Schools are where children look after their young until they’re old enough to take on the mantle of adult citizenship. They should model a better world. If we want a better future, we need to care for our young people better. Schools and their classrooms are test-beds for this and they should transmit and embody three things. First, the learning we value and want to pass on. Second, the attributes that children need in order to prosper as adults. Third, the characteristics that build up the common good.
However, in recent times education has become skewed so that it is synonymous with assessment. That’s why we hear this bizarre and despairing language of children being ‘left behind’ and needing to ‘catch up’. Behind what? With whom? Time and learning are not inextricably linked. Children missed six months of school, but that doesn’t make them stupider. They just know less stuff. So, examine less.
Further, the national outrage about the disproportionate effect that missed schooling has on already-disadvantaged students is just disingenuous. Of course they were affected more, because poverty is expressed in housing, stability and possessions. But they have always suffered. They have been left behind their prosperous peers for a very long time. Let’s not pretend that this is new, though a bit of national self-flagellation for our studied refusal to look the problem in the face is long overdue. Keir Starmer has called for an inquiry into this achievement gap, and he’s right.
Children need schools that represent and strive for what’s best in life. At this particular time, we need intelligent, sensible and centrally-driven adjustment to exams and assessment in 2021 and an acceptance that remote learning cannot replace school not just because lots of children don’t have a laptop, but because the value of the relationship with learning brokered by the classroom experience is irreducible. If schools close, teachers are remote, in every sense.
Robert Halfon, King of the Select Committee described school closure as a national disaster and put out some sensible challenges to government to do better. He’s always worth listening to, but sorting this out is a wicked problem, where every attempt to help seems to make it worse.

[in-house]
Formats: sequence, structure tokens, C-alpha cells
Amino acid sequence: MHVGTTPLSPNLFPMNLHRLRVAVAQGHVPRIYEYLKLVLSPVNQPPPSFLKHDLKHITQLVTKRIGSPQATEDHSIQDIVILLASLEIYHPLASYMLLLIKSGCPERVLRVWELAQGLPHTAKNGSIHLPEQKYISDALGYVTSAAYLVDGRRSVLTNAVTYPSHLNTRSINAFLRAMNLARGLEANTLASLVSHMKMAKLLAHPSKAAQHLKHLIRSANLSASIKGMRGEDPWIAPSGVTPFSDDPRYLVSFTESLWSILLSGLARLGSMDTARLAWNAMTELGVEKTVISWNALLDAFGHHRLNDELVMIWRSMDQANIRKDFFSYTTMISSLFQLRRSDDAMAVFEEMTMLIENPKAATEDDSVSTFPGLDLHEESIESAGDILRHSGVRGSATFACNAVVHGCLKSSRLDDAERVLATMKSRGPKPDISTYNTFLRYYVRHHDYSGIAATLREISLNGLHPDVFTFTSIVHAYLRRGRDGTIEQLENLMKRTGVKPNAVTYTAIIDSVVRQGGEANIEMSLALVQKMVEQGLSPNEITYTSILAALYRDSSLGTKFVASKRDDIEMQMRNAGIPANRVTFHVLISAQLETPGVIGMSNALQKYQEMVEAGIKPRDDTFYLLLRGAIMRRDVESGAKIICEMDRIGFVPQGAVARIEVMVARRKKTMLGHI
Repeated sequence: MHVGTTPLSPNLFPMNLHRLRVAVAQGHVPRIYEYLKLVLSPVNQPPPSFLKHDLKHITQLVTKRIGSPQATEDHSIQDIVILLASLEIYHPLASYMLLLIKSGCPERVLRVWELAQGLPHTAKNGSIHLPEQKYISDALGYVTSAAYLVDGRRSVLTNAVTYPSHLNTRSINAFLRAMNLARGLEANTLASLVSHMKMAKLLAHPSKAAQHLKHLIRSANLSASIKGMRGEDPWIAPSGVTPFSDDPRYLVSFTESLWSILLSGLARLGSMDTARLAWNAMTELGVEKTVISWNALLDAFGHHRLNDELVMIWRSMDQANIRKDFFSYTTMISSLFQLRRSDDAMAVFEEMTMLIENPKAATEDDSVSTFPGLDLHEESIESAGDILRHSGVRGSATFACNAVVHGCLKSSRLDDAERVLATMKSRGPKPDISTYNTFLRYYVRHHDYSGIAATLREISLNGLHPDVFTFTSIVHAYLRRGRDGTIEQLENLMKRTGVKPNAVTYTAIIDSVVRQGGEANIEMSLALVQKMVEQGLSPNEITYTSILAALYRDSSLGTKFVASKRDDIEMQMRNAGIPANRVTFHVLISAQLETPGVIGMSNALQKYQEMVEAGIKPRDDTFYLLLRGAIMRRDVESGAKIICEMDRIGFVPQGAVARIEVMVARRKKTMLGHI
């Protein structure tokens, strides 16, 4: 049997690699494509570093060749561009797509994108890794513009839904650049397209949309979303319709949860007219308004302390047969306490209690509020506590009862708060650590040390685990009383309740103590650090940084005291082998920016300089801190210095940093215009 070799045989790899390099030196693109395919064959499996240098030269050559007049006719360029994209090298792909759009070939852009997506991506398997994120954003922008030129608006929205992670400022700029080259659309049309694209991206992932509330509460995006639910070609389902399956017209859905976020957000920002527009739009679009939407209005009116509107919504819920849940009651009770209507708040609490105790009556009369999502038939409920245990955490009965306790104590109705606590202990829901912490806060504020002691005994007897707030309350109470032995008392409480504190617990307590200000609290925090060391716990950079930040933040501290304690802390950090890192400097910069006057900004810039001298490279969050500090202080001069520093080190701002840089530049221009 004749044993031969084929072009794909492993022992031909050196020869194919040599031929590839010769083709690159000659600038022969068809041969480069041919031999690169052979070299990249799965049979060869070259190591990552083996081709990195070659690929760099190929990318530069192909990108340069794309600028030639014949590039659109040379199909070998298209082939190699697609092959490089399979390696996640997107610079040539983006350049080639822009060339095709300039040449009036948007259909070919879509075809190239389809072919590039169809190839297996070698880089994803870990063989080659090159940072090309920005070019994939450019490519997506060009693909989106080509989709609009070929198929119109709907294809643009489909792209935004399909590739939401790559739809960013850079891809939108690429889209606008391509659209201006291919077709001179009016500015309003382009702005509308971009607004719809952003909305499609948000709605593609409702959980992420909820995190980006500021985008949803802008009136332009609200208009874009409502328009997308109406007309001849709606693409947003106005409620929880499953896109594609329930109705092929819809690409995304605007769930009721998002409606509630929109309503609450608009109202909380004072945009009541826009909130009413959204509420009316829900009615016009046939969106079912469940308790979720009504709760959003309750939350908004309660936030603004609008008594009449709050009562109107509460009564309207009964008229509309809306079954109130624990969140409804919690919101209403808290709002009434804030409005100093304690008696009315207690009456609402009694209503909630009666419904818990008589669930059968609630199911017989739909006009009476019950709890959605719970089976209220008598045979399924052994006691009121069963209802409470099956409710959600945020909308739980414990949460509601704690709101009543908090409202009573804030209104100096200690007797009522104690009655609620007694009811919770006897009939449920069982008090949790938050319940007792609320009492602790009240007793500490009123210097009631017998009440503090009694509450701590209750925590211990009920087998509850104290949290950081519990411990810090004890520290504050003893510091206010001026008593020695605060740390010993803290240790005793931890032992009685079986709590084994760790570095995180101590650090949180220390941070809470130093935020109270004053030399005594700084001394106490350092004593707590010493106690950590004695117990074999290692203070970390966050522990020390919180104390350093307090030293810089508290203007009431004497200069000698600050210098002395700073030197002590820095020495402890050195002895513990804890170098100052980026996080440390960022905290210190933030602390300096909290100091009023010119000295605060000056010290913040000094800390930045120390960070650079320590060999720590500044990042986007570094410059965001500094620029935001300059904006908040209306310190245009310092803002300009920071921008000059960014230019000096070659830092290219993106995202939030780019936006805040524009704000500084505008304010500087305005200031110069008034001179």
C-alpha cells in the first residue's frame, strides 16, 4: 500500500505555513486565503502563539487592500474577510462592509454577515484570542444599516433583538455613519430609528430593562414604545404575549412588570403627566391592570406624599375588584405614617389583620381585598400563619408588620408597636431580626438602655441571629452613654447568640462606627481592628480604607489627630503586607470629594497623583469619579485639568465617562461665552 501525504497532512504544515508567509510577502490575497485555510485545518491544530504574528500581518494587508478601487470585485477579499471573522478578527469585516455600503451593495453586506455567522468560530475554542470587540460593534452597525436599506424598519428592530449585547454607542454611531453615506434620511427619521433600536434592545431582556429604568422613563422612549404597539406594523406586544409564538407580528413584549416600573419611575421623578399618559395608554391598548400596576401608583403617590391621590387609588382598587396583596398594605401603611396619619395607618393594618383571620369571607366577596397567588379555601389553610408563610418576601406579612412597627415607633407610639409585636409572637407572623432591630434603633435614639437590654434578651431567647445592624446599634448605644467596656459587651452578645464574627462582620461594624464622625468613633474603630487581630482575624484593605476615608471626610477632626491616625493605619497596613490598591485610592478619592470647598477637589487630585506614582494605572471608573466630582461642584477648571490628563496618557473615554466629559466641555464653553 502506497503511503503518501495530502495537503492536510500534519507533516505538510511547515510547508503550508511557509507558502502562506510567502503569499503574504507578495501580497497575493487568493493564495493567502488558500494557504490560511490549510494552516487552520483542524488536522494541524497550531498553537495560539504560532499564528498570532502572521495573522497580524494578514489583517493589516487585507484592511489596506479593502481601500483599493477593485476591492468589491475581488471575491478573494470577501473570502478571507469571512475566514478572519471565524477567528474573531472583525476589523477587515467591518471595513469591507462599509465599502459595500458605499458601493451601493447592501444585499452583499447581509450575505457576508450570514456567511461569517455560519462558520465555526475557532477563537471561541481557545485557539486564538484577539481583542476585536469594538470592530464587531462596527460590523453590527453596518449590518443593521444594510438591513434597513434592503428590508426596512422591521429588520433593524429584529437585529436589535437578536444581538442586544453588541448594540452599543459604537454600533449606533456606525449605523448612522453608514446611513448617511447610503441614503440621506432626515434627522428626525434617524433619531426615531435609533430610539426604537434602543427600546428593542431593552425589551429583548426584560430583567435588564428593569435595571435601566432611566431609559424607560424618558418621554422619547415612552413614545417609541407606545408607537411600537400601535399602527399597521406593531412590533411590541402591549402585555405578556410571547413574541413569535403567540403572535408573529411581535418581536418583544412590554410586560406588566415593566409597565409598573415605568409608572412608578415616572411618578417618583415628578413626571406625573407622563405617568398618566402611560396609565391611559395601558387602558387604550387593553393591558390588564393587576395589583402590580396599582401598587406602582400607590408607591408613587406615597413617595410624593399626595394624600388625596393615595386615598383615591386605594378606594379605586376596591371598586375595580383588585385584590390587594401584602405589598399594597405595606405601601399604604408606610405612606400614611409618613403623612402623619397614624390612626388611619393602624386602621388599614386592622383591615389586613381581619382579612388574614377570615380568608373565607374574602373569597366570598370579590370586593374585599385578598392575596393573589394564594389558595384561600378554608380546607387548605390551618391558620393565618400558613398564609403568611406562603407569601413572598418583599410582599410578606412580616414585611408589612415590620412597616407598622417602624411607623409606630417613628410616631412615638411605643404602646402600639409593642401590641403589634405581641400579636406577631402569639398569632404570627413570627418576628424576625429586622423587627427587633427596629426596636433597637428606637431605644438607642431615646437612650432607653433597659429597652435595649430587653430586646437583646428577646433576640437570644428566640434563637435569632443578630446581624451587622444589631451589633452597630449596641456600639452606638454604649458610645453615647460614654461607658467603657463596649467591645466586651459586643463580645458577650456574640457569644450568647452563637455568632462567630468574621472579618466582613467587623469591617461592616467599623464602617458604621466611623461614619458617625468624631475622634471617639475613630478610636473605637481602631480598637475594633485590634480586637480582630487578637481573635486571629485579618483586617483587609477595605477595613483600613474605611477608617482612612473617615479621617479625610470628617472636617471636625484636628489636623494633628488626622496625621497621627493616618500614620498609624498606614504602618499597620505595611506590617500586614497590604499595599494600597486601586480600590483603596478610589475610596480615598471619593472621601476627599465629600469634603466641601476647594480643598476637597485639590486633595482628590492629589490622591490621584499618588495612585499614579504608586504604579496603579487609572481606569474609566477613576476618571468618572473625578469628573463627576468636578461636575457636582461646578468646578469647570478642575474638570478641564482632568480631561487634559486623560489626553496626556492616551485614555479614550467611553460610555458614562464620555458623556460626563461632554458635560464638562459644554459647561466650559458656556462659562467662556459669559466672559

So many disadvantaged students are part of the ‘forgotten third’. No matter how hard they work, they’ll only get grades 1 to 3 at GCSE. We’ve decided, nationally, to call that a fail, insofar as grades 4 and above are passes. What’s their motivation to tune into complicated remote learning? Why should they fight with their families for the single device just to be told that their work won’t ever meet the grade? From where do they get the resilience in circumstances with which most adults would struggle? What can we learn from this to change an assessment system that demands self-directed learning while discarding a third of its learners?
The demands on schools to sort out the effects of lockdown in terms of young people’s mental health as well as attendance, on top of their learning are next to impossible. There is no capacity in the system because there is no money. Money buys time in school, of extra teachers to make classes smaller, for IT technicians to manage the huge number of extra machines needed in schools and attached from home, for teachers to have time when they’re not teaching to plan their remote learning, for counsellors and attendance officers. The blessed National Tutoring Programme about which we are being bombarded with dense information this week will be hugely challenging to run. Who will supervise inexperienced strangers trying to encourage the disaffected to renew their relationship with ideas? How reliably will they do a very difficult job? Where will the time come from to chase up the reluctant and the defaulters?
And in the meantime, what am I to do about the extra hundred year 12s we’ve taken on, about the space and time they need?
Anyway, the timings went a bit awry so I had to say all this in a minute and a half. I probably didn’t even need that long to say that what we really need are policies to end poverty.
When it was over I managed a line-up and fired a class of year 7s towards lesson 3. One of them literally jumped for joy. ‘Computer Science! They have spinning chairs.’ Oh, to be 11.